Why's definitely the one of choice... why? <-- as yeu can see, yeu can't even ask why yeu chose that answer without using why XD Well, I suppose yeu could say "whot's yeur reasoning behind such?" but honestly, that's just a roundabout way of asking why.
So whot's the point of the others? Let's see!
Who - Only gives specific detail, it's not particularly useful most of the time, since usually WHO did something isn't nearly as important as WHOT they did or WHY they did it. As such, who is rarely relevant, and is usually of little more use than for gossip.
What - So whot happened? Well it's important to know the specifics of WHOT occurred, but generally, the reasoning behind why it occurred is more relevant to recreating, or preventing reoccurrance. Still, if yeu don't know whot the situation is, it's not that useful either; what is a very useful question.
Where - Once again, similar to who, limited information is contained within where. It tells yeu where something occurred, but that's it. It doesn't give much useful information, short of the location. Sometimes, a location is highly valuable, but without other information, it's generally of little use. Just saying "Queens street" doesn't tell yeu much of anything. It doesn't tell yeu whot's happening, who'll be there, why it's important, how it's relevant, all it says is a location. If yeu know OTHER information, then WHERE can be useful, such as if yeu know there's a terrorist attack coming soon, but yeu don't know WHERE, that's a problem. But without knowing of the attack, just being told 'queens street' doesn't really provide much of value.
When - Timing is everything, but then again, so is location. When's pretty much the same as where. It doesn't give much more than one specific detail, which if yeu have all the other details, can mean everything, but without the rest, it really doesn't do much to help. If the CIA were told 9/11 with NO other information... they couldn't've prevented the WTC bombing. So they have a date... and an entire planet of people, with a ridiculous number of possibilities of whot could occur on that date. Not useful in and of itself.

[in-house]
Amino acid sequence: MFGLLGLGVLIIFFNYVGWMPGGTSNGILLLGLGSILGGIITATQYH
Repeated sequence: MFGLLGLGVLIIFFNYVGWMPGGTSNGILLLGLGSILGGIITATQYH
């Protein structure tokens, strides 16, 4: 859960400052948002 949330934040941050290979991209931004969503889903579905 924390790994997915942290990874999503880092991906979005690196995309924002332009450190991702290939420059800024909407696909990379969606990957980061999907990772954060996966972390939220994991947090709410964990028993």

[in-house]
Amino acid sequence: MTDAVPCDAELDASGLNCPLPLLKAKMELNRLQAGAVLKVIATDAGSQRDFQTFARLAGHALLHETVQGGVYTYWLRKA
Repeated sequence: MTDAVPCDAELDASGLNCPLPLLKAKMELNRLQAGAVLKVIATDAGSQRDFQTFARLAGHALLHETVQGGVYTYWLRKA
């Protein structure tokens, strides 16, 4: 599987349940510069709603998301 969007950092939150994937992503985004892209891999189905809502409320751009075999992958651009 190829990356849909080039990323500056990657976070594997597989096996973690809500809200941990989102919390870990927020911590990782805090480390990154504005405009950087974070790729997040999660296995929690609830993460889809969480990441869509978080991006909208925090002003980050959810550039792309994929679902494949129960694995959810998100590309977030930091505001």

How - If yeu know HOW something occurred, yeu can recreate the events which led up to it, or at least understand it better. Knowing how something works, however, is of limited value. It's nice to be able to recreate it! But... yeu can't improve upon it. An example of this actually would come from an anime - robotech. The Zentradi knew HOW their warships worked... they knew how to fix them, they knew how to use them... they didn't know WHY they worked though. They understood that if yeu put a cable from the generator to the weapon, and pull the trigger, it fires. They didn't understand the WHY behind why any of this was necessary, which prevented them from ever improving upon the designs, or removing themselves from slavery to the robotech masters. They couldn't make new technology for themselves, because they didn't understand why the stuff did whot it did, they just knew that it did it.
Why - Is the single most broad reaching question of all of them on this list. Why did yeu do that? Why does it work? Why didn't yeu do something else? And of course... just "why?". Adults often get pissed off when children ask why... it's a "childs" question many believe. Hardly true, kids just want to understand their world. Adults have often been jaded into believing they don't need to understand, they just need to know whot works, where to be, when to be there, who to meet, and how to do their job. The reasoning behind why any of it has to be that way requires thought, which's something that's been forced out of us by our society. We are herded into avoiding asking "why", because "why" is not knowledge... it's understanding. And understanding is true power. If yeu know WHY everything occurs, yeu can use it to yeur advantage. A nice example here is of the cargo cultists... there's been a few of these pop up over time, but the first ones known were when primitive island dwellers were subject to their islands being used as air bases for american and japanese troops. They knew who these people were, they knew why they were there (there was a big conflict going on; specifically WW2. They didn't know the specifics but they knew there was a war). They knew where, why, when... they even knew how... and that was the problem. They knew that for planes to drop supplies, that they would need an air strip, and an air control tower, they'd need people to talk into the headsets... they knew how it worked by observation. The problem is... they didn't understand WHY any of this existed. Why do yeu need an airstrip or tower? No clue! It must be something of an idol to the gods! ...Sadly, this meant that they would carve headsets and build control towers out of wood that looked the part, but they didn't know why they existed so the matter of 'how' was bastardized into useless information. They would talk for years on end into their little wooden radios, but never receive an answer, nor a shipment of cargo. They knew how to do the job, but because they didn't know why, they didn't understand their mockups weren't good enough.
Why is the power of comprehension, and the ability to do more than merely 'know'. Knowledge is useful, to a degree. Understanding lets yeu use that knowledge to its' full potential benefit. Yeu can 'know' everything, but still be stupid. A dictionary KNOWS all the words... but doesn't understand why, so can't put them into coherent language. Why is the hardest question of all to answer, and it contains within it the most powerful information of all.
That's why I chose why. Because it is the key to not just knowing, but to understanding.
It doesn't matter if they're right. If they can't proove they're right, then they're wrong. No matter how right they may be.